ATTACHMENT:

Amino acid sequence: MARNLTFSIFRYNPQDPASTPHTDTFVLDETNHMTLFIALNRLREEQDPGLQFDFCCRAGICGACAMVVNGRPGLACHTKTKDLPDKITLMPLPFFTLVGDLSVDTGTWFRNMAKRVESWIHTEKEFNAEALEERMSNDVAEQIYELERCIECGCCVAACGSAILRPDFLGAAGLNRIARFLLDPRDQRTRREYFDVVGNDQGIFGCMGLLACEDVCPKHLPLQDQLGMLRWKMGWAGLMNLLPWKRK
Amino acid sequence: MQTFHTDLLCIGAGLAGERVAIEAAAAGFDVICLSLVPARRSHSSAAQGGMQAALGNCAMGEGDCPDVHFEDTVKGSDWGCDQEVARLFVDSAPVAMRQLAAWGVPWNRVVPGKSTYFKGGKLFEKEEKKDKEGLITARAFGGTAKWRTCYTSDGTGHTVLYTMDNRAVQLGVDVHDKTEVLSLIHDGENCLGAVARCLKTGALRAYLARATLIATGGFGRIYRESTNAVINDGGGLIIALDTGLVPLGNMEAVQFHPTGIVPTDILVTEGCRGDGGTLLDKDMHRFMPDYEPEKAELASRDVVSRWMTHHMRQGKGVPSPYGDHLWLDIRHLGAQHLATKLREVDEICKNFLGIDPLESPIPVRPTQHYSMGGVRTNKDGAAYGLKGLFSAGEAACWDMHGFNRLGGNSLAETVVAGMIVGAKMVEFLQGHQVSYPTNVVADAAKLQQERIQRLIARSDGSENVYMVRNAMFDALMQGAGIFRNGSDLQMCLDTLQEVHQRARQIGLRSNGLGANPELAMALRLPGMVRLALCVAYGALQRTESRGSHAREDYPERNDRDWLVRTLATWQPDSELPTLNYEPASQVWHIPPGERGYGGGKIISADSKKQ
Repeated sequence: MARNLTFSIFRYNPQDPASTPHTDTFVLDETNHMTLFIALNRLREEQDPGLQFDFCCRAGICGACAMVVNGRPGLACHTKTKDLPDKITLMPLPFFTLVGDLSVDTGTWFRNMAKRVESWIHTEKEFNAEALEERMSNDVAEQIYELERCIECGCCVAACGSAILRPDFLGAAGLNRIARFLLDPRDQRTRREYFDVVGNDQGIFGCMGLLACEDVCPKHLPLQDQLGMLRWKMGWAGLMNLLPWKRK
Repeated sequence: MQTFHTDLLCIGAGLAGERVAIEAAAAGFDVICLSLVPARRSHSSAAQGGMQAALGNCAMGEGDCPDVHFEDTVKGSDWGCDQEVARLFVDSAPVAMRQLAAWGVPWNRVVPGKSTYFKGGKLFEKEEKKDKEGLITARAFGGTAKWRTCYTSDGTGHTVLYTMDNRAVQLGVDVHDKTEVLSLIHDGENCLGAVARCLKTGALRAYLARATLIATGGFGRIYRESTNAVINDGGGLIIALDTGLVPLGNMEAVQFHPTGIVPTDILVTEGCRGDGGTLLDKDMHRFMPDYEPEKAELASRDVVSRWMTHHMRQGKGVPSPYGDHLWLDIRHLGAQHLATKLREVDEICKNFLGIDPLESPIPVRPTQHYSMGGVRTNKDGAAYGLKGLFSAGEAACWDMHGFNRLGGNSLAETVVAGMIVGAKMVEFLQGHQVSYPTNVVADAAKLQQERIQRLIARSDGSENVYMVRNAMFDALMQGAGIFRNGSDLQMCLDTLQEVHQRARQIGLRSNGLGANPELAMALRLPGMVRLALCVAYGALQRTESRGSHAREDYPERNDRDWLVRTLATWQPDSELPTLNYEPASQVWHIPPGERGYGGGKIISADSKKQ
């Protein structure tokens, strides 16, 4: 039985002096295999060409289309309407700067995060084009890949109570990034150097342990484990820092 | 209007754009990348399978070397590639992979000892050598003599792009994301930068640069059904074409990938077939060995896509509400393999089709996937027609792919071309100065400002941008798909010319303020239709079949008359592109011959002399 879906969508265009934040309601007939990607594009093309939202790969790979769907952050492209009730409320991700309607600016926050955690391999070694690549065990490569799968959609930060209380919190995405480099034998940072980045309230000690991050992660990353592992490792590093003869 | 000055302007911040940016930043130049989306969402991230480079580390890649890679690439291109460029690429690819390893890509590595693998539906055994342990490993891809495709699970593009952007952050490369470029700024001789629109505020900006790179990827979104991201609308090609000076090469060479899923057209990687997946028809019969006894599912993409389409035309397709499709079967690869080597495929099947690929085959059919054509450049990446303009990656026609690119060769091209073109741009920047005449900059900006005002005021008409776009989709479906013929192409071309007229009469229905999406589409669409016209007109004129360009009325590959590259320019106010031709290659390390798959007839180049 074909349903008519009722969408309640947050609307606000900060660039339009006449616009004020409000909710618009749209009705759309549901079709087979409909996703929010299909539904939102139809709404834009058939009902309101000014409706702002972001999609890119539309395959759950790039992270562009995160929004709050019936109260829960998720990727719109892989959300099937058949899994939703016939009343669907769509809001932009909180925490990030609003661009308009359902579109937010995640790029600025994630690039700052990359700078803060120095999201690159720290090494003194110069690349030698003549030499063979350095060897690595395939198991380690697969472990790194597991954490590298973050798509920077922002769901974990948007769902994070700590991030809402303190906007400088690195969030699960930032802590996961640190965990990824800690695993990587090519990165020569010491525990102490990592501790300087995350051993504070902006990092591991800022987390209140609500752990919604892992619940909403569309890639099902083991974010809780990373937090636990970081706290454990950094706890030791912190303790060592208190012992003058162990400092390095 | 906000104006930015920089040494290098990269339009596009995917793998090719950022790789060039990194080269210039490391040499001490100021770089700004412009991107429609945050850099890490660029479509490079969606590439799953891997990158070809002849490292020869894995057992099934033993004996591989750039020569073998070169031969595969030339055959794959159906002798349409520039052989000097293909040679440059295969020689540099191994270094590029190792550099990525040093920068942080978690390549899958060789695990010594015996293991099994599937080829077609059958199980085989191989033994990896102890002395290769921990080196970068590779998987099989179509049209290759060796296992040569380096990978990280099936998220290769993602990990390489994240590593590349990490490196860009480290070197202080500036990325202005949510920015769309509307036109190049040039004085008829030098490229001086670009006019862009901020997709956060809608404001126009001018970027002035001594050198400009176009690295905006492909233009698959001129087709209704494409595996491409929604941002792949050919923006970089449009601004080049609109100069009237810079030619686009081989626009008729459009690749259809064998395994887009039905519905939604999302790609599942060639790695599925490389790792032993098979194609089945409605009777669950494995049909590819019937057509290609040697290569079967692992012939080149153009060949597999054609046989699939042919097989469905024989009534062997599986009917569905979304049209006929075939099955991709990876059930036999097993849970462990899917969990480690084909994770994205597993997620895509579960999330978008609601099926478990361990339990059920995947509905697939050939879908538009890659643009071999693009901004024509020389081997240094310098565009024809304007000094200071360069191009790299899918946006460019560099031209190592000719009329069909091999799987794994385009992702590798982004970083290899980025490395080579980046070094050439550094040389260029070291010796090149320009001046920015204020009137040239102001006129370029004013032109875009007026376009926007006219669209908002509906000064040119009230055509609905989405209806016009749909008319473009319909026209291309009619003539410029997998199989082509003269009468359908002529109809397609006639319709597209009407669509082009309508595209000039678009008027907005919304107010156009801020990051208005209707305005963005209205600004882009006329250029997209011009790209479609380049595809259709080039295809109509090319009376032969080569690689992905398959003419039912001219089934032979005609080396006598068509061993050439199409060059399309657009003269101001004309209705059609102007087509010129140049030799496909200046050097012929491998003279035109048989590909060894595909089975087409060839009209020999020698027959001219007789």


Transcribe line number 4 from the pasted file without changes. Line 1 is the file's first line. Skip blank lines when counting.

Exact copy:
Repeated sequence: MQTFHTDLLCIGAGLAGERVAIEAAAAGFDVICLSLVPARRSHSSAAQGGMQAALGNCAMGEGDCPDVHFEDTVKGSDWGCDQEVARLFVDSAPVAMRQLAAWGVPWNRVVPGKSTYFKGGKLFEKEEKKDKEGLITARAFGGTAKWRTCYTSDGTGHTVLYTMDNRAVQLGVDVHDKTEVLSLIHDGENCLGAVARCLKTGALRAYLARATLIATGGFGRIYRESTNAVINDGGGLIIALDTGLVPLGNMEAVQFHPTGIVPTDILVTEGCRGDGGTLLDKDMHRFMPDYEPEKAELASRDVVSRWMTHHMRQGKGVPSPYGDHLWLDIRHLGAQHLATKLREVDEICKNFLGIDPLESPIPVRPTQHYSMGGVRTNKDGAAYGLKGLFSAGEAACWDMHGFNRLGGNSLAETVVAGMIVGAKMVEFLQGHQVSYPTNVVADAAKLQQERIQRLIARSDGSENVYMVRNAMFDALMQGAGIFRNGSDLQMCLDTLQEVHQRARQIGLRSNGLGANPELAMALRLPGMVRLALCVAYGALQRTESRGSHAREDYPERNDRDWLVRTLATWQPDSELPTLNYEPASQVWHIPPGERGYGGGKIISADSKKQ